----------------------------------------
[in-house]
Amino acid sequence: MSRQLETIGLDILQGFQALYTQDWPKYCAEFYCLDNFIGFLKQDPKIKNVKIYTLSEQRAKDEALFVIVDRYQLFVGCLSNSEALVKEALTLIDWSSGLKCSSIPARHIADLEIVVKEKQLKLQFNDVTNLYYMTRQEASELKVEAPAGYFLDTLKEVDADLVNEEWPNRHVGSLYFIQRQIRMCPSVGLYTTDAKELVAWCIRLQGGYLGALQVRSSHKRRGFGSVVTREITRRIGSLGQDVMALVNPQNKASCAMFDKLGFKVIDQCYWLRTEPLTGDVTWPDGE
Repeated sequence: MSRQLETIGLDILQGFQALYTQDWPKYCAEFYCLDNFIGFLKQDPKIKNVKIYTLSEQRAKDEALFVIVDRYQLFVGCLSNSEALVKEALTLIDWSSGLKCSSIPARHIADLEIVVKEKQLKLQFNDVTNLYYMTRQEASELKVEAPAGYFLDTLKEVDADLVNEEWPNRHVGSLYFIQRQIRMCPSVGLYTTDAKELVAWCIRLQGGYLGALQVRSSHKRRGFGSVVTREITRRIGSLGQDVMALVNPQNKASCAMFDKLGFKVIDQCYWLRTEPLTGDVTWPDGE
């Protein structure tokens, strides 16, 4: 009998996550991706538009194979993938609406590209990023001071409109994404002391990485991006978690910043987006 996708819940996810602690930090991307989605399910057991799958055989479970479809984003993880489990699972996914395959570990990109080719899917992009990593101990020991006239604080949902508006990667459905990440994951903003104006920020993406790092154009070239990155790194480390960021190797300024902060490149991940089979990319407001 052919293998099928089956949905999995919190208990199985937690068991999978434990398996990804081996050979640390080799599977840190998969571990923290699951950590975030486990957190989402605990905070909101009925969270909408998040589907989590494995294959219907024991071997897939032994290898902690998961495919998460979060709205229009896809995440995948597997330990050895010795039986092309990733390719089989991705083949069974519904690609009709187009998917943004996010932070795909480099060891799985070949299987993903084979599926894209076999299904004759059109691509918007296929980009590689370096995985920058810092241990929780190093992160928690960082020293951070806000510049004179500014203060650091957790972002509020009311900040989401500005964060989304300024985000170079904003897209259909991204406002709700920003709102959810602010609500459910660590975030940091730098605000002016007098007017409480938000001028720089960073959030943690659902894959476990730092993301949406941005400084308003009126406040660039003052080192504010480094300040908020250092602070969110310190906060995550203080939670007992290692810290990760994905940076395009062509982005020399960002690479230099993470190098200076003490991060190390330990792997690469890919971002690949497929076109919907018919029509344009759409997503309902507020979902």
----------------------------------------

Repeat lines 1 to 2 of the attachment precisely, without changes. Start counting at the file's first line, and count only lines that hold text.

[in-house]
Amino acid sequence: MSRQLETIGLDILQGFQALYTQDWPKYCAEFYCLDNFIGFLKQDPKIKNVKIYTLSEQRAKDEALFVIVDRYQLFVGCLSNSEALVKEALTLIDWSSGLKCSSIPARHIADLEIVVKEKQLKLQFNDVTNLYYMTRQEASELKVEAPAGYFLDTLKEVDADLVNEEWPNRHVGSLYFIQRQIRMCPSVGLYTTDAKELVAWCIRLQGGYLGALQVRSSHKRRGFGSVVTREITRRIGSLGQDVMALVNPQNKASCAMFDKLGFKVIDQCYWLRTEPLTGDVTWPDGE